But what about the present party leadership’s espousal of this word? Should they do this – in terms both of expediency and accuracy? Well, when clarified, One Nation can prop up programmes with wide-spread appeal. And there are many ‘Cam-borne’ policies that fit its rationale, including: the concentration on employment, or ‘jobs miracle’; the living wage (at least in its messaging); upping the personal tax allowance (ditto); greater state provision of childcare; the updating of a state institution in the introduction of equal marriage; and measures to help people buy homes. However, few of those were explicitly put forward under a well-explained One Nation slogan.
We saw a recent nod towards highly paternalist social engineering in Matt Hancock’s suggestion that employers should ask job applicants which kind of school they had attended. Thankfully, this idea has been widely acknowledged as counter-productive. But the question of why it was proposed now – and why we might see increased paternalism over the coming years – brings us to the current leadership’s most overt One-Nation instantiation: the abandoned Big Society initiative.
Some consider this initiative to be original: in Jesse Norman’s The Big Society: the Anatomy of the New Politics, he describes a society connected by affection rather than personal gain, in which the state promotes charity and community activism by launching an ‘audit of government’ and policies focused on decentralisation, ‘intermediate institutions’, and culture. The Big Society is also interpreted more broadly, however, as classic paternalism in the Red Tory tradition. Regardless, it is often felt to be Cameron’s forgotten aim – a worthy aim that was sidelined for the election-winning single-issue rhetoric of ‘fixing the economy’.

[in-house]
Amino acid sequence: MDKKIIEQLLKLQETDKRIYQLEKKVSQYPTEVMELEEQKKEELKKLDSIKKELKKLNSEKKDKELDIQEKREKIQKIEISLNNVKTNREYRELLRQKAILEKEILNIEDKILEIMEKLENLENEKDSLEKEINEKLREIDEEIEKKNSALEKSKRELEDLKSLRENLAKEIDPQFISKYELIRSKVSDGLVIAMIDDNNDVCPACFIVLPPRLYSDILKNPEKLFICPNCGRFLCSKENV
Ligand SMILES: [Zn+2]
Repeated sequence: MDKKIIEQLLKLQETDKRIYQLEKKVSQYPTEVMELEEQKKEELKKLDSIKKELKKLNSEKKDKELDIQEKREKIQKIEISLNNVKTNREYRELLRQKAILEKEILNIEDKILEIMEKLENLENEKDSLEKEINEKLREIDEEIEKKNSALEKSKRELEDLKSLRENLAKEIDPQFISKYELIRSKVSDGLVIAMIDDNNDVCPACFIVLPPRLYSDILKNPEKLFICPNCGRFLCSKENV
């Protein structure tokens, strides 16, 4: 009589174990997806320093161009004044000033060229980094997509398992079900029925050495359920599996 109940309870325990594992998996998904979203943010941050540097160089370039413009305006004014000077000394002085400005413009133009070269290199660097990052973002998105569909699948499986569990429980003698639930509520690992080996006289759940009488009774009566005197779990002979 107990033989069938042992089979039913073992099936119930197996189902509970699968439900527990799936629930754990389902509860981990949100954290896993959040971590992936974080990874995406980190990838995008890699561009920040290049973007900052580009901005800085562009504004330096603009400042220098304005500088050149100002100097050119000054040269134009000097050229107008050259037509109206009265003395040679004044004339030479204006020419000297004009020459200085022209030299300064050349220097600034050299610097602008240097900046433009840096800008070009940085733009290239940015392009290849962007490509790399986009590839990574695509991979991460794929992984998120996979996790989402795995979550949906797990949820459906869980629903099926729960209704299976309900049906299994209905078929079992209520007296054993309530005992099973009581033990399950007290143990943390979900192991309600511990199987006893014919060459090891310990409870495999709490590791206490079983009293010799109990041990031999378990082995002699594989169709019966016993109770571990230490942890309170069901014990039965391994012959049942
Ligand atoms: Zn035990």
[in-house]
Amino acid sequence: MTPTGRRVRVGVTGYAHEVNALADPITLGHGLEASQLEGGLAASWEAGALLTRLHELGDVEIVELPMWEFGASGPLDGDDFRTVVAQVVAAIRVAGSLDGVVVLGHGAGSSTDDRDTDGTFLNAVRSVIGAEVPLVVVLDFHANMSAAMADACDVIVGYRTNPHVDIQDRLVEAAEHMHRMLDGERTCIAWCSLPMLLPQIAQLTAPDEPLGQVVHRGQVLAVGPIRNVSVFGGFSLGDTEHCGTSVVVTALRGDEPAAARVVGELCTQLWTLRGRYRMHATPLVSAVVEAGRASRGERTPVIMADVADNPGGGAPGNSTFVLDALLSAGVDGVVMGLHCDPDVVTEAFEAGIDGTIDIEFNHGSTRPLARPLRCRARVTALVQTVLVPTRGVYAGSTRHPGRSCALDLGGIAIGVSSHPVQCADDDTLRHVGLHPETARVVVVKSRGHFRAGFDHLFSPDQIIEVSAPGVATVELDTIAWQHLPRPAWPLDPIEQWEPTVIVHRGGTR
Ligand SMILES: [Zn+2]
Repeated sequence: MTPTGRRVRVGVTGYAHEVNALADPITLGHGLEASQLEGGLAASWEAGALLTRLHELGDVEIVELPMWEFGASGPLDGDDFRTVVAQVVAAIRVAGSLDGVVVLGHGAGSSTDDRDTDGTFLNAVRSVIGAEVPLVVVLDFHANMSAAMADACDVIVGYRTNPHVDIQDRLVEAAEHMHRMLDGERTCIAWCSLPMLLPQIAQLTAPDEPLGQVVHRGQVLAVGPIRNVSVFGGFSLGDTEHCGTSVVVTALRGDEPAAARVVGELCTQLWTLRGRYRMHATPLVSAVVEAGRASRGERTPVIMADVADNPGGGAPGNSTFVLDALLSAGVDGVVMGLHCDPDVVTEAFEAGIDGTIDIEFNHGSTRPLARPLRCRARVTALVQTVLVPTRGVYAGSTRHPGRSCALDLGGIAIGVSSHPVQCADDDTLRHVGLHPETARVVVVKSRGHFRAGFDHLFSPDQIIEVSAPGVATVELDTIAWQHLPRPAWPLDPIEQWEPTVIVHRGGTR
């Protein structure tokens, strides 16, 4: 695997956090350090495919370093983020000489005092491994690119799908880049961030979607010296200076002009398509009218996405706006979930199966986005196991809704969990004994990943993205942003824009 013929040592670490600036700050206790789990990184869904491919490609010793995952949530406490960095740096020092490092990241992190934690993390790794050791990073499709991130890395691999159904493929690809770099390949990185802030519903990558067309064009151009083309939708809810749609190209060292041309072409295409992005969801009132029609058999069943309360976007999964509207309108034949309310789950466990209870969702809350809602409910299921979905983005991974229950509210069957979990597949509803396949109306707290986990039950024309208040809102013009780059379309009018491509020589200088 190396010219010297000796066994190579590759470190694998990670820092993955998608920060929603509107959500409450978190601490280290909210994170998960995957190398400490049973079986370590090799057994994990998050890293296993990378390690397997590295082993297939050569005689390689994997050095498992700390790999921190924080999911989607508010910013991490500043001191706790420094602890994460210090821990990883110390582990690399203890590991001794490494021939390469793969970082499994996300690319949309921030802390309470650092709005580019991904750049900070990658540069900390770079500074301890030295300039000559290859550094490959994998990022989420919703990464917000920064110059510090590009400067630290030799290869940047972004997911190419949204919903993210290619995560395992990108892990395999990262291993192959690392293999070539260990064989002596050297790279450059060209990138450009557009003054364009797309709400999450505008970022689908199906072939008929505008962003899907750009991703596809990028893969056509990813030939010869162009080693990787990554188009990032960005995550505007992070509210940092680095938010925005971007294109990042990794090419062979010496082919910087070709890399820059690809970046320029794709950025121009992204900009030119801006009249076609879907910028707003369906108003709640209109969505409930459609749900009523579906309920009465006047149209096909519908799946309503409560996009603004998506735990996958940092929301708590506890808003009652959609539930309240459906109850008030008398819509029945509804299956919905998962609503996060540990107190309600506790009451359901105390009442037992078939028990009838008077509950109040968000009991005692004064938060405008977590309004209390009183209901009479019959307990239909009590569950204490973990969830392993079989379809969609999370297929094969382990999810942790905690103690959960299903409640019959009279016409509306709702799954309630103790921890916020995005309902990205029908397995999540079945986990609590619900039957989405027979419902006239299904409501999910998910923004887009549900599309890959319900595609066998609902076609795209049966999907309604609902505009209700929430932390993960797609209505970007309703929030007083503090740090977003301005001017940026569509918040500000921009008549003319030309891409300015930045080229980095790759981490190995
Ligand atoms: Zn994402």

An escalating governmental use of One Nation can be seen as a rebranded attempt to solidify that lost legacy: a modernised form of the middle way – pragmatic, centrist, well intentioned, and popular. And as a moral and practical fight against inequality, or as a method of reinforcing the vote when a shouty minority cares more about neo-Marxist economists than the fact that capitalism has, in absolute terms, improved conditions across the globe.
It is also a reaction to unpopular decisions. There are excellent arguments for reducing over-extended welfare, but to save money is not one of them. Justification has been missing in approaches that, to many, contradicted a supposed desire to promote societal cohesion through compassionate conservatism: the removal of the spare-room subsidy, planned disability benefit cuts, and other attempts to curtail (yes, ballooning) welfare. That lack of reasoning was compounded by the common view that politicians are always ideological, whether they admit it or not: in advancing controversial policies without a clear explanation aside from economic return, the party was left open to attacks from those suspicious of some secret drive based on greed and elitism.
Disillusioned voters want change; they want politicians who are different. Recently, that disillusionment has given power to someone purely because he exudes principle, no matter what that principle is (Jeremy Corbyn), and to someone purely because he’ll stand up to the establishment, no matter what platform he uses (Donald Trump). They are early products of a dangerous void in Western politics.
Whether Conservatives should turn to liberalism, paternalism, a mixture of both, or something else to justify their actions, is not the point. I’d prefer the first for the reasons I set forth last week, yet agree that a combination of the two traditions would be most electorally successful, and seems to offer a decent explanation for many of this government’s decisions. It is not sufficient – or easy – to bring about good effects without justifying your intentions.